}
      }

      deleteMessages(queueUrl, messages, context.logger)
  }
}

The MessageProcessor interface looks like this (with two implementations currently, one for S3, one for Elasticsearch)

interface MessageProcessor {
    fun process(messages : List<Message>)
}

Store in S3

The S3 storage processor looks like this

class S3StoreMessageProcessor(private val logger: LambdaLogger,
                              private val bucket : String = System.getenv("AWS_BUCKET")
) : MessageProcessor {

    override fun process(messages: List<Message>) {
        // create new S3 file
        val s3Client = S3Client.builder().build()
        val path = getKey()
        val putObjectRequest = PutObjectRequest.builder()
                .acl(ObjectCannedACL.PRIVATE)
                .bucket(bucket)
                .contentType("text/json")
                .key(path)
                .build()
        s3Client.putObject(putObjectRequest, getData(messages))
        logger.log(String.format("Stored %s messages in file %s\n", messages.size, path))
    }

    fun getData(messages : List<Message>) : RequestBody {
        val data = StringBuilder()
        messages.forEach { data.append(it.body()); data.append("\n") }
        return RequestBody.of(data.toString())
    }

    fun getKey(date: Date = Date()): String {
        val dateFormat = SimpleDateFormat("'/data/'yyyy/MM/dd/HH:mm.'json'")
        return dateFormat.format(date)
    }
}

So this processor gets a list of messages, writes them as newline delimited JSON into a string and then serializes that string to an S3 object.

Store in Elastic Cloud & visualize in Kibana

Before setting up the cloud cluster, let’s talk about the message processor.

The Elasticsearch Message Processor is not much more complex

class ElasticsearchMessageProcessor(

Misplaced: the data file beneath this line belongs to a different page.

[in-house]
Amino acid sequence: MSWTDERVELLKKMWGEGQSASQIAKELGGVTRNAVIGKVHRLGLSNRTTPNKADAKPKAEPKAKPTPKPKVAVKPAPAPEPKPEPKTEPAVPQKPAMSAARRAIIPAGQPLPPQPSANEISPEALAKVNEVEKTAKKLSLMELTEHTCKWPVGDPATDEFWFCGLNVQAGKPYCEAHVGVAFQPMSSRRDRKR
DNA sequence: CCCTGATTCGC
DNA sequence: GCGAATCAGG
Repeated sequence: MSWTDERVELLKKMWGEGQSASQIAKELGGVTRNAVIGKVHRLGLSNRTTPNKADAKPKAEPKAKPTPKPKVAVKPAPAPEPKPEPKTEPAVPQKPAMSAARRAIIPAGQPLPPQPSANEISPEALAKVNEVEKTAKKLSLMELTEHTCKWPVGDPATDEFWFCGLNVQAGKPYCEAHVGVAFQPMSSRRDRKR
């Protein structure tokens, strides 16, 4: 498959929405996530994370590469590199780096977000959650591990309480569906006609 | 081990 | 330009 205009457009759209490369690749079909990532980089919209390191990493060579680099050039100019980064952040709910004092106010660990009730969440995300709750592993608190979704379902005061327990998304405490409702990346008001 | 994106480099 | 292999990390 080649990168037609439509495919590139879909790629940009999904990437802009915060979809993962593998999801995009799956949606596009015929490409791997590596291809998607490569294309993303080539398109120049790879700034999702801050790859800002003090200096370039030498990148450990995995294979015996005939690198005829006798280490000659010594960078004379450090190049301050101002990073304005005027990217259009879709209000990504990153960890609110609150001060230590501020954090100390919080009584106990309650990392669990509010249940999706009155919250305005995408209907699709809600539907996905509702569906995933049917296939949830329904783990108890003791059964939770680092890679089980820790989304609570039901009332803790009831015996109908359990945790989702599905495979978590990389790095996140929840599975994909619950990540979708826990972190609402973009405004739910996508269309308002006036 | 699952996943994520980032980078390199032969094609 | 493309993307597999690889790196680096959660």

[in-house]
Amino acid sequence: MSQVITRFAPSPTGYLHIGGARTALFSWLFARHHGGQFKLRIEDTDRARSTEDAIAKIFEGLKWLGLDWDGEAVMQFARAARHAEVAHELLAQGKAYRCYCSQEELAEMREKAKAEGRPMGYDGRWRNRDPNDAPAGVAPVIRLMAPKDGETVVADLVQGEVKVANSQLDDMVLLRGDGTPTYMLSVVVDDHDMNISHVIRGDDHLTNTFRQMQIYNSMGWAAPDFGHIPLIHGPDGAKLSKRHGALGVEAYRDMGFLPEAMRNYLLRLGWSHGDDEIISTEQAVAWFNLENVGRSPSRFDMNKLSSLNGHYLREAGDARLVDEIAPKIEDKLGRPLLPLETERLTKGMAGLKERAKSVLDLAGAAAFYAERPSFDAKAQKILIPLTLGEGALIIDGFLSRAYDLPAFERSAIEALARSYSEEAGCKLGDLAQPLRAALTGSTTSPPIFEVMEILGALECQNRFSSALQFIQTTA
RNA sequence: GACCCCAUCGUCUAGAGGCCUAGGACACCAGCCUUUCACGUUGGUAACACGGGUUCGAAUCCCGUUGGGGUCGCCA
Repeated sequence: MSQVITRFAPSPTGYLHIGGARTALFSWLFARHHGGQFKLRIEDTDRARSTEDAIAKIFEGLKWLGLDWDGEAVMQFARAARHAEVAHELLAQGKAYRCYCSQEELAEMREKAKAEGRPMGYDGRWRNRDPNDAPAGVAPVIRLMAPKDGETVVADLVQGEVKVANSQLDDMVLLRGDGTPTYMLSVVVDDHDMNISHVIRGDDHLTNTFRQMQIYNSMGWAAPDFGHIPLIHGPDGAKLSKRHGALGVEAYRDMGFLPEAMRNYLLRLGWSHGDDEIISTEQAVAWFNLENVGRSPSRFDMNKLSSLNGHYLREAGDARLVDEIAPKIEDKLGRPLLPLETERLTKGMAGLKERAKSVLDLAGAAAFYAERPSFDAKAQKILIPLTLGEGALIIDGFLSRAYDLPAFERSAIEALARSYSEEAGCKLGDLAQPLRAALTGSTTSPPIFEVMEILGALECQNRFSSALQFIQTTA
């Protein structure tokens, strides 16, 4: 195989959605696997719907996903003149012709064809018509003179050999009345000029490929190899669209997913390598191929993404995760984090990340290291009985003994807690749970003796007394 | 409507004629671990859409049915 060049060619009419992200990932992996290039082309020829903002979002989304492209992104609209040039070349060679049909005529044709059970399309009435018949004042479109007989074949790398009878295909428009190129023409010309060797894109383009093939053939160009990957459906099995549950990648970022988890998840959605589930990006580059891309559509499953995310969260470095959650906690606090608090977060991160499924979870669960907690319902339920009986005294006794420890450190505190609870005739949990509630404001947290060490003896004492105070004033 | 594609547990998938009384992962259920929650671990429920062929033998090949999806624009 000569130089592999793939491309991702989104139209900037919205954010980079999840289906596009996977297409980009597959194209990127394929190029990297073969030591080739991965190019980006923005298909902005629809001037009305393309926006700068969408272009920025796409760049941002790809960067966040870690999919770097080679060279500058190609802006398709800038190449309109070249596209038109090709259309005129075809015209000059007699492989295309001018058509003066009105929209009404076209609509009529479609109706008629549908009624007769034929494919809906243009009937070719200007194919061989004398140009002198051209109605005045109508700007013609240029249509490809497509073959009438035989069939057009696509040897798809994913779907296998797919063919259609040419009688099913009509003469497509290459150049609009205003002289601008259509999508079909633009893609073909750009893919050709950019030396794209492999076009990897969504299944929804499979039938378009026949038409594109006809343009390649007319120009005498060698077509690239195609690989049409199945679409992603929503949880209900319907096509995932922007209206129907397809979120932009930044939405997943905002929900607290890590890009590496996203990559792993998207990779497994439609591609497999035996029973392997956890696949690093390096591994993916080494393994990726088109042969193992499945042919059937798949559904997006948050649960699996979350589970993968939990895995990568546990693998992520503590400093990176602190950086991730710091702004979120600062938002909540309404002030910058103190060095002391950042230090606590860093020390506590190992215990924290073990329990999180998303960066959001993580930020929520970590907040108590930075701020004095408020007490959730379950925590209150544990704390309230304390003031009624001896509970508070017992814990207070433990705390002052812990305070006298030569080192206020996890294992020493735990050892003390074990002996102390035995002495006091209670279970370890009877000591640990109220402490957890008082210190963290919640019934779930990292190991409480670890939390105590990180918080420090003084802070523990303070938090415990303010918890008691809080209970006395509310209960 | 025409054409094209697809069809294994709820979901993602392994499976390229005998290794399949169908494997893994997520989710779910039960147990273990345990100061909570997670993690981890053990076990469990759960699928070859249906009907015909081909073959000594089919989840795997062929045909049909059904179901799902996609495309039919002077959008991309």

private val host : String,
        private val authorizationHeader : String,
        private val logger: LambdaLogger,
        private val enabled: Boolean = !host.isEmpty() && !authorizationHeader.isEmpty()
    ) : MessageProcessor {

    override fun process(messages: List<Message>) {
        if (!enabled) {
            return
        }

        HttpClients.createDefault().use { client ->
            // the index name resembles owntracks-{now/d{YYYY}}, so it becomes owntracks-2017
            val host = "${host}/%3Cowntracks-%7Bnow%2Fd%7BYYYY%7D%7D%3E/location/_bulk"
            val request = HttpPut(host)
            val sb = StringBuilder()
            messages.forEach { message ->
                val inputJson : Map<String, Any> = JSON.std.mapFrom(message.body())
                // replace all fields starting with underscore
                val regex = Regex("^_")
                val map = HashMap(inputJson.entries.map { e ->
                    if (e.key.startsWith("_")) {
                        e.key.replace(regex, "") to e.value
                    } else {
                        e.key to e.value
                    }
                }.toMap())

                val lon = map.remove("lon") as Double
                val lat = map.remove("lat") as Double
                map.put("location", mapOf("lon" to lon, "lat" to lat))

                val df = SimpleDateFormat("yyyy-MM-dd'T'HH:mm:ss'Z'") // Quoted "Z" to indicate UTC, no timezone offset
                df.timeZone = TimeZone.getTimeZone("UTC")
                val epochFromJson = map.get("tst") as Int
                val epochSeconds = Date(epochFromJson.toLong() * 1000)
                map.put("timestamp", df.format(epochSeconds))

                // use the message id to prevent duplicates, even if processed more than once
                sb.append("{ \"index\": { \"_id\" : \"${message.messageId()}\" } }\n").append(JSON.std.asString(map)).append("\n")
            }
            request.entity = StringEntity(sb.toString(), ContentType.APPLICATION_JSON)
            request.addHeader("Authorization", "Basic ${authorizationHeader}")
            request.config = RequestConfig.custom()
                    .setConnectionRequestTimeout(10000)
                    .setConnectTimeout(10000)
                    .setSocketTimeout(10000)
                    .build()

            val response = client.execute(request)
            logger.log("Response from sending bulk to elastic cluster: ${response.statusLine}\n")

            val responseBody = EntityUtils.toString(response.entity)
            val json : Map<String, Any> = JSON.std.mapFrom(responseBody)
            val hasErrors = json["errors"] as Boolean
            if (hasErrors) {
                logger.log("Response returned errors, logging whole response: $responseBody\n")
            }
        }
    }
}